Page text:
Earthquake-prone Turkey embraces nuclear power

Two nuclear power plants will likely begin to be built in Turkey before the end of the year, reports Der Spiegel. One of them will be situated inland in the south, and the second will likely sit on a peninsula jutting into the Black Sea. They are expected to enter operation by 2015 to defray the country’s energy import bills and to build a nascent nuclear fuel production industry

The first power plant site, in the town of Akkuyu, has had a long and colorful history as a potential location for a nuclear plant. An initial effort to get construction started was shot down in 2000. The reasons are many – one being the proximity of a seismic zone a few kilometers away. One year ago this month, an earthquake caused radioactive water to spill at a Japanese nuclear plant, leading to ongoing concern about what other invisible damage the quake may have caused.

The new nuclear reactors could cover one-tenth of Turkey’s projected energy needs over the next two decades. However, some energy experts argue that Turkey should first implement rudimentary improvements to its electric grid, which leaks up to a quarter of the power it transmits. “There is a huge amount of energy waste. Turkey can cut its electricity needs by 50 percent if it uses more up-to-date energy efficient technology and so help keep down carbon emissions,” Tanay Sýdký Uyar, Vice President of the World Wind Energy Association, is quoted as saying.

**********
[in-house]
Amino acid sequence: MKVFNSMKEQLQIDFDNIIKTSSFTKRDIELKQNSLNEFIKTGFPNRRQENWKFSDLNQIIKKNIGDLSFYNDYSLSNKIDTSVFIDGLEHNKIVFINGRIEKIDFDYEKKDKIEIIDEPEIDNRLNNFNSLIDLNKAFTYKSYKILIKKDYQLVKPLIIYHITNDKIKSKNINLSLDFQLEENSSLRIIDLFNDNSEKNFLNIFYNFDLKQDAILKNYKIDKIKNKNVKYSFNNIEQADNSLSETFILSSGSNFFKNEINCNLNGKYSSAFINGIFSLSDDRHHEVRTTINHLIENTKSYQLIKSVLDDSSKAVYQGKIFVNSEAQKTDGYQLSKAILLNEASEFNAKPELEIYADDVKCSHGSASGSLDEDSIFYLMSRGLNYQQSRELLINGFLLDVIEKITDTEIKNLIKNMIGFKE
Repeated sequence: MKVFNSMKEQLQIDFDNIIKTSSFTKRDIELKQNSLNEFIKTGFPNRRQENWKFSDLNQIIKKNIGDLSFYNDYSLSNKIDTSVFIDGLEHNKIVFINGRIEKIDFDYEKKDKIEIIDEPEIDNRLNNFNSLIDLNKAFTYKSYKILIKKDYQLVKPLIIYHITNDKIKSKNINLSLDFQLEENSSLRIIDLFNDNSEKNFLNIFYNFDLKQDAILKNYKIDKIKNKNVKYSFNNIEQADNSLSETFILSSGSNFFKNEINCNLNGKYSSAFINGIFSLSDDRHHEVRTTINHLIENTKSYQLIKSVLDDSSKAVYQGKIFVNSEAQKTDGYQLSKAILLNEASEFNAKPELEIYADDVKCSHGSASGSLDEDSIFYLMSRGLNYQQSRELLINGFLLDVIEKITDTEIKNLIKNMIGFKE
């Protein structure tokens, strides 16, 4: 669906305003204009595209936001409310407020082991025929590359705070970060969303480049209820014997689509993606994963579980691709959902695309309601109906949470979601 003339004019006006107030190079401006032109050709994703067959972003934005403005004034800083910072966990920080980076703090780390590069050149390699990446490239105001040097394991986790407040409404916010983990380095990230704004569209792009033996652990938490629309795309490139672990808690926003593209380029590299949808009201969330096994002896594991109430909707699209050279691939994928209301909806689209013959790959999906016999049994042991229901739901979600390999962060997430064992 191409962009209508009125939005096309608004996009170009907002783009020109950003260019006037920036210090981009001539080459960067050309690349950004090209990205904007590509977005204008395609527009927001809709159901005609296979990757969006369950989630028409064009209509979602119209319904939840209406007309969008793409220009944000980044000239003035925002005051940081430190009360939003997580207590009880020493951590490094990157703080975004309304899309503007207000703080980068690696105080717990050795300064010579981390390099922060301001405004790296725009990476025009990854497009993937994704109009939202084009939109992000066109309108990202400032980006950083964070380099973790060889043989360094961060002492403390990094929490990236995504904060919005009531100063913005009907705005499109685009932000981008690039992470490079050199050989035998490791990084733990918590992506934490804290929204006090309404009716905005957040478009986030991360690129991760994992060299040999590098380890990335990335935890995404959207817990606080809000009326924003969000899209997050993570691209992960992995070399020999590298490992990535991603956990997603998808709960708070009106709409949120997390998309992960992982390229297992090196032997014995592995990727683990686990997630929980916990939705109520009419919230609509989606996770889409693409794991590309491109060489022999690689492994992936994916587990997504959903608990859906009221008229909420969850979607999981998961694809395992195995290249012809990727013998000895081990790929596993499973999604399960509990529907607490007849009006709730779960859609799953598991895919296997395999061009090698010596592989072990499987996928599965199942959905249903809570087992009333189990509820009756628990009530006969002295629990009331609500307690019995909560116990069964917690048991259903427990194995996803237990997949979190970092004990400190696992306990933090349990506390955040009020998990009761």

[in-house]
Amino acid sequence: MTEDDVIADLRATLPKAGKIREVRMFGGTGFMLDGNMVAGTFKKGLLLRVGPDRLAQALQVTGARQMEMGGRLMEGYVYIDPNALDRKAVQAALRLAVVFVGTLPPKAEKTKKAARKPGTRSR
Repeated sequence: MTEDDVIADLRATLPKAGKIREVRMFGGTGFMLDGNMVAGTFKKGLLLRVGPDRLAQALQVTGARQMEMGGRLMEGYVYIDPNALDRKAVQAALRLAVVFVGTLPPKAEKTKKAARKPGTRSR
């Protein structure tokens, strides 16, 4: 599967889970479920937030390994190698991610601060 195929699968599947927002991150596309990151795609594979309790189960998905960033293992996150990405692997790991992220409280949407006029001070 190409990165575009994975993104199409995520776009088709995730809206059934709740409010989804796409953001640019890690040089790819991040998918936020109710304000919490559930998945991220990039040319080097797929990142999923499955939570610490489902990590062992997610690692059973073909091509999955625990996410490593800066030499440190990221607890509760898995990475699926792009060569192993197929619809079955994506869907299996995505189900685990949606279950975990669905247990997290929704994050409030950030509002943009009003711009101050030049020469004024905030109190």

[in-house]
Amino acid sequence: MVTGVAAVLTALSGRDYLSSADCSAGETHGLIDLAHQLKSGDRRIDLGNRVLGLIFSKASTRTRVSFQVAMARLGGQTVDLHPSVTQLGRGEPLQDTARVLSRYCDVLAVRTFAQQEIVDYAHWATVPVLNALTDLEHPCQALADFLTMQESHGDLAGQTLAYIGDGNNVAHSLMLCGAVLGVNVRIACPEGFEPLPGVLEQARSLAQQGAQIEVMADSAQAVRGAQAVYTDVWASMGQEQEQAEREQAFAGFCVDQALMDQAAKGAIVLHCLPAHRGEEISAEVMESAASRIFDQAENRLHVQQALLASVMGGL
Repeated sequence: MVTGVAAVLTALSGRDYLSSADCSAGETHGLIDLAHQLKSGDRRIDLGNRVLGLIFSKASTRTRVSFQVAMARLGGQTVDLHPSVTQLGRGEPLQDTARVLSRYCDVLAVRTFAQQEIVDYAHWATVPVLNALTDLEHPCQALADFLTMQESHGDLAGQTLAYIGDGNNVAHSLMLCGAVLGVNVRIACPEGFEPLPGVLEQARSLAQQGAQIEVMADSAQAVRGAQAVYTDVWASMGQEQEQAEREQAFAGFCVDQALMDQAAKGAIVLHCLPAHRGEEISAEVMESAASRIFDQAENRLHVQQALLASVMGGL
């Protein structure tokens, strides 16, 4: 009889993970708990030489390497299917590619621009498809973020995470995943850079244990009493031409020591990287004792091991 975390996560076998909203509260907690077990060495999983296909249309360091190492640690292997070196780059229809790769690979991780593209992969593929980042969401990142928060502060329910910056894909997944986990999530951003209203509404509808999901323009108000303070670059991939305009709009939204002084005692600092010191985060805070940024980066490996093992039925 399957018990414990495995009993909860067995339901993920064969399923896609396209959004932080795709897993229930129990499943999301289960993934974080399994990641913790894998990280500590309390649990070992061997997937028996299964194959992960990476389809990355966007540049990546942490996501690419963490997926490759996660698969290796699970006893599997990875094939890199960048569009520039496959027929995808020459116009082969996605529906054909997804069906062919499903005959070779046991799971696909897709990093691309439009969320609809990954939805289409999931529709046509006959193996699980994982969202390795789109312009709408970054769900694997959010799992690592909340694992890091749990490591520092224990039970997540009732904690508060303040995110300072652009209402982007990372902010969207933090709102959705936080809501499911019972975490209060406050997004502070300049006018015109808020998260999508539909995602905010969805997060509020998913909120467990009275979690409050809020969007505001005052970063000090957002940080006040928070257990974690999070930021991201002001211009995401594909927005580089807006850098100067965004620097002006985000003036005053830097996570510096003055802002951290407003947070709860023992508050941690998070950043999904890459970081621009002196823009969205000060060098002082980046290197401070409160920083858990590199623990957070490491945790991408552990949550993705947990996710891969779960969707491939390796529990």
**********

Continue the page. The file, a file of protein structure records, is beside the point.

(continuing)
As energy prices tick upwards, Turkey’s renewed interest in nuclear power may be an example of what happens in countries that lack a renewable-energy sector. Though the country is considered to have great wind-energy potential, a lack of investments or government support for renewable projects forestalls their development. However, a wind farm currently being built is expected to have a capacity of 135 megawatts and to be completed in 2009.

Currently, Turkey generates half of its power from natural gas, with the remainder split between coal and hydropower. Adding nuclear into the mix certainly has its appeal – not least because 90 percent of its natural gas arrives by pipeline from Russia and Iran, two countries known for their capricious energy policies. The degree of its dependence on these two countries is not trivial: to deal with a temporary projected shortfall, Turkey decided this year to temporarily connect an isolated section of its grid near the border to Iran’s grid, saving Turkey’s home-brewed electricity for the rest of the country. According to some estimates, Turkey may face power shortfalls next year.

Weirdly, Turkey is also about to sell 200 megawatts of electricity to Greece this month. Perhaps this is all practice for what certain politicians hope will transform Turkey into a future electricity corridor, where its electric lines are interconnected with several of its neighbors to the south.